George Zettlein, Pitcher
George Zettlein is notable for allowing the first home run and grand slam in NA history. Already a six-year veteran when the league formed, Zettlein led the league in ERA and pitching WAR in its first season. Like McBride, he was through after giving one National League season a try, going 4–20 with an ERA+ of 61, a far cry from his NA totals of 125–92 and 124.
Bobby Mathews, Pitcher
Bobby Mathews is probably the most well-known of the three pitchers and had the longest career. He won 297 games—the most for a pitcher outside of the Hall—and has a Hall Rating of 115. Mathews had a .539 winning percentage and an ERA+ of 107 in the National Association, more or less emblematic of his career. No doubt he was a “compiler”, but the question is whether or not he was enough of a compiler to be a Hall of Famer.
So, who belongs in the Hall of Fame?
I’m still far more comfortable assessing a player’s Hall of Fame criteria based on statistics over importance (and other reasons for induction). From a purely statistical standpoint, I advocate for the induction of Deacon White quite heavily. I would also take no issue with the inductions of Ross Barnes, Paul Hines, and Bobby Mathews.
When going beyond statistical merit, I look to the expertise of MLB historian John Thorn. Thorn wrote an excellent article called My Nineteenth Century Pantheon in which he lists his personal 19th century Hall of Fame. Thorn gives this disclaimer:
Recall that my principal criterion is importance rather than playing statistics, especially given my belief that the average level of skill in the period was low, and you will understand why many of the era’s best players (Bob Caruthers, Tony Mullane, Pete Browning, George Van Haltren, et al.) are not represented in Cooperstown’s hall or mine.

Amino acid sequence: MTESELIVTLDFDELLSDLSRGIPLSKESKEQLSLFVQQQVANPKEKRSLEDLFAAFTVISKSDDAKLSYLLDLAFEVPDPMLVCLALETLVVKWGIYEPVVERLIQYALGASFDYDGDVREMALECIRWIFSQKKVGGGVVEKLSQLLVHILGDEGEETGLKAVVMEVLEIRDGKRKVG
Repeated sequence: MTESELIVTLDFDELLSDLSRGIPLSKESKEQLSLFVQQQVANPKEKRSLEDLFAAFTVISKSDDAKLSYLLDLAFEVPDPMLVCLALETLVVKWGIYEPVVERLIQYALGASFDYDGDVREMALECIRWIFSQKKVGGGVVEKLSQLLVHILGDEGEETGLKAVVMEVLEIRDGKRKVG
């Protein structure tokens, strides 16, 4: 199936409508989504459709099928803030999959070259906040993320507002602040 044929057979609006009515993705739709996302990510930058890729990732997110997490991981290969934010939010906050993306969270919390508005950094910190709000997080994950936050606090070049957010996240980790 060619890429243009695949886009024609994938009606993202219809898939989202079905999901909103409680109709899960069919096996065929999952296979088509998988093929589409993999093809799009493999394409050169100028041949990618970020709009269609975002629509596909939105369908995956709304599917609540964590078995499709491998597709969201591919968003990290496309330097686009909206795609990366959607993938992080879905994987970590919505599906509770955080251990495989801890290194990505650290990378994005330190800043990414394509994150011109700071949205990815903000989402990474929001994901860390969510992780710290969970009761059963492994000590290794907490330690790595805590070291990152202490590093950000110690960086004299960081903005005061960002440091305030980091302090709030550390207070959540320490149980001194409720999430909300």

We’ll ignore, for a moment, that Thorn doesn’t think a personal favorite of mine, Caruthers, belongs. Let’s focus on who he does list from this team:
He doesn’t list Hines, but he does list some non-NA players who do make the Hall of Stats (Bill Dahlen and Charlie Bennett). I would have no issue with any player from the list above getting in the Hall of Fame. Barnes, McVey, Pike, and Start have excellent playing records for the data we have. Pearce is trickier—he was already older when the NA started, but his pioneering contributions are well-documented. I need to further research some of the other players on John’s list.
We’ll find out next month if The Deacon makes the Hall of Fame. It’s something I’d really like to see happen, but I’m not holding my breath.
Besides, what would I do with my time if he did get in?
Note: Since the publication of this article, Deacon White was inducted into the Hall of Fame.
Note: The Hall Rating formula has changed slightly since this article was published. The Hall Rating figures used are from the time of publication.